It is protected by a C15  porch.
There is a Holy Water stoop from c1470 in the porch...this was repaired in 2010 
The north doorway is also from the same period

 The tower was built c1470 and has a castellated top with gargoyles

In 1641 a fire from a nearby farmhouse spread to the church and is thought to have burnt the carved benches and much of the interior woodwork, plus badly damaging the chancel. The chancel was subsequently rebuilt but on a smaller scale than the original.
The windows in the church are in the decorated style of  mid C14
This is East window is the only stained glass window left in the church

In the SW corner of the nave is a banner-stave locker for holding the processional cross etc.

There are some nice memorials in the church, including this impressive wall tablet for the Mitchell family and a memorial cross for G.F.Farmiloe, killed in action 1917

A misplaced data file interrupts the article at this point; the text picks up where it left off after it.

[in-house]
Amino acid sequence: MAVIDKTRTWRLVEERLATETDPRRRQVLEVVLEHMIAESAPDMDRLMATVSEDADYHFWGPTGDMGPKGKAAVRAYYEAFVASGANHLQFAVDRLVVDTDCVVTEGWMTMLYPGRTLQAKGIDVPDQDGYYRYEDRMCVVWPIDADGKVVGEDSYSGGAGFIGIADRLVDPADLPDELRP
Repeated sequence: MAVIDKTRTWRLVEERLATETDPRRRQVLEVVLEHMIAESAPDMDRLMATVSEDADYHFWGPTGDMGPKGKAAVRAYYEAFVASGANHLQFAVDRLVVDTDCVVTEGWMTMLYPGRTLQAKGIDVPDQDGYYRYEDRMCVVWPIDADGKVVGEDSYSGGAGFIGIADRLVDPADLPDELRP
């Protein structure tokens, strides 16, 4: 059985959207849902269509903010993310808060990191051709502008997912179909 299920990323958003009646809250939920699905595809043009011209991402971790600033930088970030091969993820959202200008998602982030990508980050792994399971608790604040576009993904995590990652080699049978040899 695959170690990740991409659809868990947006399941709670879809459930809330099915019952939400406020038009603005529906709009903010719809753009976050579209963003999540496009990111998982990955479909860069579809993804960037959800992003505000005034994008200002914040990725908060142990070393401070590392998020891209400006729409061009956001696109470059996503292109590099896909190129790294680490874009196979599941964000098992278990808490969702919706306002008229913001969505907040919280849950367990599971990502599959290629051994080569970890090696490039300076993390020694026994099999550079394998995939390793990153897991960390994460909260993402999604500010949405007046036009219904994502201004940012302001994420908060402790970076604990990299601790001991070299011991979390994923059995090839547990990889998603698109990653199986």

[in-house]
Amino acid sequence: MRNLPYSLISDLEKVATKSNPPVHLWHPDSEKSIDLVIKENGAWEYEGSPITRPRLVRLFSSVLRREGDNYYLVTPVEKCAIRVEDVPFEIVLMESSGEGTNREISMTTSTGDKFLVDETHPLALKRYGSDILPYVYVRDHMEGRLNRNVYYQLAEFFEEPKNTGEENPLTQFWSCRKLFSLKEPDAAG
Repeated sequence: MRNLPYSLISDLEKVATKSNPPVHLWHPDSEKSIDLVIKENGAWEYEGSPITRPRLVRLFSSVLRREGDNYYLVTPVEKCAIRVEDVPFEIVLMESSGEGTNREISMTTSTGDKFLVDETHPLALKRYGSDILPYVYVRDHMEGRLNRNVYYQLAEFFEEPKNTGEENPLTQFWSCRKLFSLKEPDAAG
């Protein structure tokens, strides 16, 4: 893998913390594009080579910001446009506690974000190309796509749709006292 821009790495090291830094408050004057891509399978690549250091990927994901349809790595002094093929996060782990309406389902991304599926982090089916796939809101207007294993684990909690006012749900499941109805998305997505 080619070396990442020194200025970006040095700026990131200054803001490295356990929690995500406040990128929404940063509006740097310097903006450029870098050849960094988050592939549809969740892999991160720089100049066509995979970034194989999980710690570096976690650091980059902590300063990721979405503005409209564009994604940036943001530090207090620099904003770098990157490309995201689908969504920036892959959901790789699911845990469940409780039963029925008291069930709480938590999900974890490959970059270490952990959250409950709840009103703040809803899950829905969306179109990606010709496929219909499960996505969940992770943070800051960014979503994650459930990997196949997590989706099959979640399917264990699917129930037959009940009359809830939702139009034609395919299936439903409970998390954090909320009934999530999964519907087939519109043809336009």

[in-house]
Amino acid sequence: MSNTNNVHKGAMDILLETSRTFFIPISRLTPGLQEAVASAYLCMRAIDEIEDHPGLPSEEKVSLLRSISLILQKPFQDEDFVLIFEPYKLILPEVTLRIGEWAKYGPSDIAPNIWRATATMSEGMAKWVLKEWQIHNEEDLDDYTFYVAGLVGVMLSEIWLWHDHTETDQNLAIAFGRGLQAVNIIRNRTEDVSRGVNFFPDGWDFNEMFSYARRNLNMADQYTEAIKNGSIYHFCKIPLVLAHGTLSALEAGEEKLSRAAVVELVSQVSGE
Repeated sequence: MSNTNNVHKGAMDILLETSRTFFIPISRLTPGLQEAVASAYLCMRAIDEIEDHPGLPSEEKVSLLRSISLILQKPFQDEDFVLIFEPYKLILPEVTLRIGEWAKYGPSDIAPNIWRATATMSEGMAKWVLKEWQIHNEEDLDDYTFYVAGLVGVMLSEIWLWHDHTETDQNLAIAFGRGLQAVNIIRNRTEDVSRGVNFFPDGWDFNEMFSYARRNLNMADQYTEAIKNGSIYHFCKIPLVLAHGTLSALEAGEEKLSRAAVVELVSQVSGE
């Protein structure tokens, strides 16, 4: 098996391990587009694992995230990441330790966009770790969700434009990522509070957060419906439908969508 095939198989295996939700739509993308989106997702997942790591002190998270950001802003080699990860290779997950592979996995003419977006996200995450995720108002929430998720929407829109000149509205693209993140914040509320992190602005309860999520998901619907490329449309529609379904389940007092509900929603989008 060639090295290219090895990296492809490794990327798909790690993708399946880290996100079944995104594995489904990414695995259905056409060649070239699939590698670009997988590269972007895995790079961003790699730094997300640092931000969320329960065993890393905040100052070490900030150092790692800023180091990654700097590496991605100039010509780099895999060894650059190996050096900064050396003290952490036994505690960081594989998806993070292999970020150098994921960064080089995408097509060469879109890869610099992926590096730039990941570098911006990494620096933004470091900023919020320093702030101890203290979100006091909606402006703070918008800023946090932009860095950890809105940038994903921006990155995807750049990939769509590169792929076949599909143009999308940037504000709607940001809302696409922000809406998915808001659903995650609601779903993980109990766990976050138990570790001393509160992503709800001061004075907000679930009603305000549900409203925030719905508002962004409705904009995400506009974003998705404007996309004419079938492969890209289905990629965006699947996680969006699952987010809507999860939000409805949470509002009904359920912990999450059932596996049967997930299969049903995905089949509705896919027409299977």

The church was restored in the mid C19 and again in 1906. Originally there had been a three-decker pulpit here, but this was removed along with the box pews during the 1906 restoration…they were replaced by the oak pulpit and pews which are very plain,- these seem to suit this simple country church.

<<  font

There is no division between the nave and the chancel, but niches in the walls point to a screen having been here in earlier times.

There are some charmimg communion rails in the chancel which were added in the 1906 restoration.

After king Charles ll came to the throne in 1660 the orthodox Church of England style of religion returned to this church…it had previously followed Puritan worship while under Oliver Cromwell.
The graveyard extends to the other side of the busy road. this is where the war memorial stands

Sunday, 18 December 2016

We have reached that joyous time of year again… Christmas.  

    My only concession to early Christmas preparations is the making of the Christmas cake and mincemeat which I usually do in October